Cassidy's Moving and Storage
5 Tips for Moving in with Your Partner
V-Day is upon us–time for flowers, chocolates and… moving? It may sound a little cheesy, but some couples use this most romantic of days as an excuse to move in together. And as we all know, the big move in presents its own unique challenges. For some, the idea of living with another person may take some getting used to – it sure won’t be like living with friends in college. Others may find that certain activities they love, such as drumming or yodeling, may not be conducive to the harmonious love nest ambiance they were shooting for.
At Cassidy’s we may not be relationship experts, but we know a thing or two about moving. We’re aware that there is no move more important or more full of potential pitfalls than a than a couples’ first move. Normally we try and stay out of the love minefield, but we’re prepared to be Cupid for a day to help your and that special someone build your first home together.
Whether you’re planning on moving in on the 14th or you’re just stressed about moving in with someone new, we’re here to help. Here are some things you can figure out in advance to make moving like a walk in the park. In the spring. With flower petals and swans. Just don’t ask us about the toilet seat, please.
1. Have a Plan for Your Stuff
Basic math predicts that two 50-inch widescreens will not fit in your tiny apartment, which means that one will have to go. After you choose which comes to the new place (and don’t ask us how to navigate those treacherous waters), you’ll have to do something with the other one. You’ve got three options which are, in order of priority:
Sell: have a garage sale, or sell it to your uncle.
Donate: give it to charity, or to your uncle.
Toss: if all else fails, it’s headed for the landfill or recycling centre. Did you check with your uncle first?
Now look at everything else you own. Is there room for all this stuff at the new place? You’re going to have to make some hard decisions. Look at every single item and ask the following questions:
Do I really, truly need this?
Does my partner have a similar thing that we could use?
Will this survive the move?
Is this valuable?
How much do you love it? How much does your partner hate it?
Answering those questions should tell you if you need sell, donate or toss the item, or if you can just keep it. Remember: moving less stuff is way easier than moving more stuff. When in doubt, err on the side of moving light.
2. Figure Out the Money Situation First
Okay, we didn’t want to bring it up on such a romantic occasion, but there will be costs associated with moving, and not just for movers. For example, have you thought about who will be paying first month’s rent? What about groceries? What about utilities?
Trust us, you’re not going to want to figure this out on the fly. You want a plan going in! One that you’ll stick to.
You’ll have to consider a few things:
Who will be doing the shopping?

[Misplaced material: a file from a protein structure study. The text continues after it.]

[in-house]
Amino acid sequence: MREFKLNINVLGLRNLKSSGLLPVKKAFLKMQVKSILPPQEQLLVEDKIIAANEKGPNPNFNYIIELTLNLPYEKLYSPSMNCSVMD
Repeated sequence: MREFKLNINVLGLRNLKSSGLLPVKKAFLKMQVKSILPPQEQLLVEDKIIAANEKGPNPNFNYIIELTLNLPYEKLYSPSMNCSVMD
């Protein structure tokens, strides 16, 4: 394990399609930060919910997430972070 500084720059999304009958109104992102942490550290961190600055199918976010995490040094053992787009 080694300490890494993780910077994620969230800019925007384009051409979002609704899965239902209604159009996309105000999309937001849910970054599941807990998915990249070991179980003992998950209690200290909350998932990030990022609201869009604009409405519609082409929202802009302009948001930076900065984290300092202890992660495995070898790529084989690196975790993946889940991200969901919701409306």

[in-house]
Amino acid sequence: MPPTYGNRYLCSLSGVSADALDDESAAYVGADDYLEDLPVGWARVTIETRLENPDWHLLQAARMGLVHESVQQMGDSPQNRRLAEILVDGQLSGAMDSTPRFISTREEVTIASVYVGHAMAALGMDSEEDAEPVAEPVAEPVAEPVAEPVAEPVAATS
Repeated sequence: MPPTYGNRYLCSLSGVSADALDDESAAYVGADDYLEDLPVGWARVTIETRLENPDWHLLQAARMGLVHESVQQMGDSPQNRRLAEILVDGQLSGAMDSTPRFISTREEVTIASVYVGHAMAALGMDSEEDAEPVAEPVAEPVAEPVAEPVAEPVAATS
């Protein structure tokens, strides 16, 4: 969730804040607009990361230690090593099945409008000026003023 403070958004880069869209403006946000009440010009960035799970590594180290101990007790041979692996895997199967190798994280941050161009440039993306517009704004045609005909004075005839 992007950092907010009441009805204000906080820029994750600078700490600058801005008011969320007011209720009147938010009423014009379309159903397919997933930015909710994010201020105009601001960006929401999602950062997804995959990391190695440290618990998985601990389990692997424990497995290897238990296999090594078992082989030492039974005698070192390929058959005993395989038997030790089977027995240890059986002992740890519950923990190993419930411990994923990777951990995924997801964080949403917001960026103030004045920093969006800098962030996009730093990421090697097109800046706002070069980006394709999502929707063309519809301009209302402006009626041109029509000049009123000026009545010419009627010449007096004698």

Does one person make more money than the other?
What are the consistent monthly costs?
Are there services that only one person uses?
Answering those questions should help you figure out how to divide the costs. Many couples like to split costs right down the middle for things like rent, food and utilities. You’re going to need to figure out what works for you.
Next, find yourself a really good budgeting program or create an Excel sheet (advanced users only) and start keeping track of everything, obsessively. Try to make it fun; you’ll be doing this a lot.
3. Gather Friends
Between two people, you’re bound to have a pretty good stock of friends. Call on them now! Nothing brings people together like moving two lovebirds into a nest (just easy on the PDA, okay?).
Your friends may not want to actually move for you (unless they’re really good friends), but you should be able to convince a few of them to help you pack or unpack. In our experience, offering food and drinks helps to make that sale.
Also, it’s nice to have people to talk to. Moving takes a long time, and talking to one person the whole time may lead to grumpiness. It’s all about safety in numbers.
Find some time to take breaks. Rome was not built in a day, and you’ve got more than a day to move (we hope!), so don’t freak out too hard if something went wrong. So, you accidentally packed your toothbrush in one of three hundred indistinguishable boxes. You can buy another toothbrush.
Take time to sit down and do something that you enjoy–like watching television or catching up with your uncle. Have snack breaks (no one wants to move on an empty stomach) and try to keep things light and fun.
5. Do Not See Moving as a Metaphor for Your Relationship
A difficult move does not mean a difficult relationship is around the corner. We’ve all known people who have used a move-in as a test of a relationship. Don’t do it! All moves are likely to generate at least a little bit of unpleasantness, so let it slide.
Just because he or she annoys you now does not mean that they’ll always be annoying and you should call the whole thing off. That would be throwing out both baby and bathwater.
Look, like we said, we’re not experts in relationships, but we do know that moving doesn’t have to be the reason for a breakup (that’s common sense, right?). So, just take any difficulties in stride. We’re rooting for you guys! We just know you crazy kids can make it work!
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